What would it take for the Liberals to do more to help the Alberta oil sector?
Consensus, according to Finance Minister Bill Morneau.
In an interview with the West Block’s Mercedes Stephenson airing on Nov. 25, Morneau said that the government understands the “long term importance” of the oil industry but said that recent calls for the government to invest in moving oil by train as a stop-gap will not be an easy answer to the problem of bottlenecked supply.
“If there’s a consensus from the industry on other initiatives that we should be thinking about, we’re always going to be listening to that consensus,” he said.
WATCH: What would it take for the Liberals to do more for the oil sector? ‘Consensus,’ Morneau says
“We know how important this issue is. We know that the challenge is enormous. We understand that the sector and industry players and the Alberta government are in discussions. If they have some consensus that we should listen to, we will.”
Morneau’s remarks came after Prime Minister Justin Trudeau faced a frosty reception complete with boos and protests upon his arrival in Calgary on Thursday.
Trudeau was there to take part in a discussion organized by the Calgary Chamber of Commerce and faced tough questions from business leaders on whether the government is doing enough to address a steep discount in oil prices that he acknowledged is “very much a crisis.”
Alberta oil is selling at a discount compared of American light oil, mainly due to the province being captive to the U.S. market and unable to export oil to international markets where it could get a higher price.
Lack of transport is the key problem behind that and is why the province has fought so hard to move the Trans Mountain expansion forward.
That expansion of the existing pipeline would triple the capacity of oil able to reach tankers on the coast of B.C.’s Lower Mainland.
But concerns about environmental damage to sensitive marine ecosystems and lack of adequate consultation from Indigenous communities have plagued the project and after years of delays, the Kinder Morgan company behind the project gave up and sold the pipeline to the federal government earlier this year.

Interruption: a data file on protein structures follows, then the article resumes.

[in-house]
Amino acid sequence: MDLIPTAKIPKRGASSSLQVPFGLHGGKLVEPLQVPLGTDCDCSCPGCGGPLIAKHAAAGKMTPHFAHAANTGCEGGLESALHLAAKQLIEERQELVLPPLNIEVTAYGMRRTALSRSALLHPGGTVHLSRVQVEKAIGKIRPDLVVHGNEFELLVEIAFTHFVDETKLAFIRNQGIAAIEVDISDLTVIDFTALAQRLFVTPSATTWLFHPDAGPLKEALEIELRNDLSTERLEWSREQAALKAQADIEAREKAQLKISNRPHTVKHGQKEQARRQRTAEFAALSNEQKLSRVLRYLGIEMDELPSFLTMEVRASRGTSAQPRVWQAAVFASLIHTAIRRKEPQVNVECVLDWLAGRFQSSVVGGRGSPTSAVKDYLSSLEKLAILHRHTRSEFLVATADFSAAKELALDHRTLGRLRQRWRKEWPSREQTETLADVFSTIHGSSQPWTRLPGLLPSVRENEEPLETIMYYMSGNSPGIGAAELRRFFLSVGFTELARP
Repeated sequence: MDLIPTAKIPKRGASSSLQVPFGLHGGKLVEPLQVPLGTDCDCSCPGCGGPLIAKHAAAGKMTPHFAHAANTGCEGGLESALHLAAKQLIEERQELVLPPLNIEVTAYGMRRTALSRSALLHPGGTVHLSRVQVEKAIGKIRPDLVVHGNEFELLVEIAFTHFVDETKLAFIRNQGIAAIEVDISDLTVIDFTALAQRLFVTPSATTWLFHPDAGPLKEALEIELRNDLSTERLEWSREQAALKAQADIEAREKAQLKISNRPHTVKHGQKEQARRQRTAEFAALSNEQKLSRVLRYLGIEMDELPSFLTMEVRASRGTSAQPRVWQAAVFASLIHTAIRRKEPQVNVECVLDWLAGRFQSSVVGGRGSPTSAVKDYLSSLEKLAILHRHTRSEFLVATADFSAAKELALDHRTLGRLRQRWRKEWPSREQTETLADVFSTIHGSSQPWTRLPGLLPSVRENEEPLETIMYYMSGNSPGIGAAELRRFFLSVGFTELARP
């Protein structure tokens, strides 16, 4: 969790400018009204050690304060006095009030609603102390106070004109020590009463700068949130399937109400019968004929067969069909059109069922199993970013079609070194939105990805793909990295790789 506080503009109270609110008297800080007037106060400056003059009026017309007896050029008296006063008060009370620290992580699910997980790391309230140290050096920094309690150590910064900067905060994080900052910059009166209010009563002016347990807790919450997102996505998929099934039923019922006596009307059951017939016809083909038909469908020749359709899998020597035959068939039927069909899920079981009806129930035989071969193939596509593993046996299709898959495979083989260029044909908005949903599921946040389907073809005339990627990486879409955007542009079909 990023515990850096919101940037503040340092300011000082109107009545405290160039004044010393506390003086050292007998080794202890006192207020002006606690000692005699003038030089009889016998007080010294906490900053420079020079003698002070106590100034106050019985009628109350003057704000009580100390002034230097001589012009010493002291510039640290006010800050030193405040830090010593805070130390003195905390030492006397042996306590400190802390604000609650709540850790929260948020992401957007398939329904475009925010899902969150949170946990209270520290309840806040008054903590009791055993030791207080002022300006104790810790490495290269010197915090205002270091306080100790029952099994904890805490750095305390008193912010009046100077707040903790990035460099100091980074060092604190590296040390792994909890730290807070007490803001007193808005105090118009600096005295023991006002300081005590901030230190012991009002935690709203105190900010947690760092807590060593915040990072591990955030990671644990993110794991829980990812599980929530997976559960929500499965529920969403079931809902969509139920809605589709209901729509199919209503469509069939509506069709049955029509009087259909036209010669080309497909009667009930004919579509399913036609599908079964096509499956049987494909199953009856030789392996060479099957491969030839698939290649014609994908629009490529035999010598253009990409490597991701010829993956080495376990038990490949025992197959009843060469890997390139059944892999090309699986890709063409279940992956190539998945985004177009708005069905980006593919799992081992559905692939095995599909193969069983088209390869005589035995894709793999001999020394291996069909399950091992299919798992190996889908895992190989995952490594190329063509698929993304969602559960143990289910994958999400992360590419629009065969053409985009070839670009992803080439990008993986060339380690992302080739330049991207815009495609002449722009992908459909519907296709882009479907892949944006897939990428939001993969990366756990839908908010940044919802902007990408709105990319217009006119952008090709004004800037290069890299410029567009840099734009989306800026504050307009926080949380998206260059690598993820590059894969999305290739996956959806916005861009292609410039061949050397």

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Alberta Premier Rachel Notley called last month for federal investment in shipping crude oil by rail as a stop-gap to get the province’s oil to other markets until pipelines are either built or expanded. Some senior energy industry officials have cast doubt on whether doing so would solve the problem.
Trudeau dismissed a question over the crude-by-rail issue put to him on Thursday by Sandip Lalli, the CEO of the Calgary Chamber.
“You think there’s a super-simple easy answer and there’s not,” he said.
“There’s a multifaceted complex issue and as much as there is a tendency out there in the world to give really simple answers to really complex questions, unfortunately the world doesn’t work like that.”
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Morneau echoed those remarks.
“Our view now is that the single most important thing we can do is make sure that the Trans Mountain pipeline moves forward in the right way and that’s what we’re trying to achieve,” he said.
There is currently no timeline for when construction will resume on the stalled pipeline.
A Federal Court judge ruled in August the government had failed to adequately consult Indigenous communities and also said a review by the National Energy Board done under the former Conservative government did not take into account the issue of marine impact from increased tanker traffic.
As a result, Natural Resources Minister Amarjeet Sohi announced in September the government had ordered the National Energy Board to look specifically at the marine impact of the increased tanker traffic that will come from expanding the pipeline and set a deadline of mid-February 2019.
Several weeks later, Sohi also announced the government would not appeal the ruling that it had failed to adequately consult Indigenous stakeholders and would instead redo its consultations with no set timeline for when those discussions should wrap up in order for construction to begin.
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That has raised questions about whether the government is willing to let the pipeline lose another season of spring and summer construction just months ahead of the federal election in October 2019.
So far, though, there are no answers on when Canadians can expect work to resume on the project.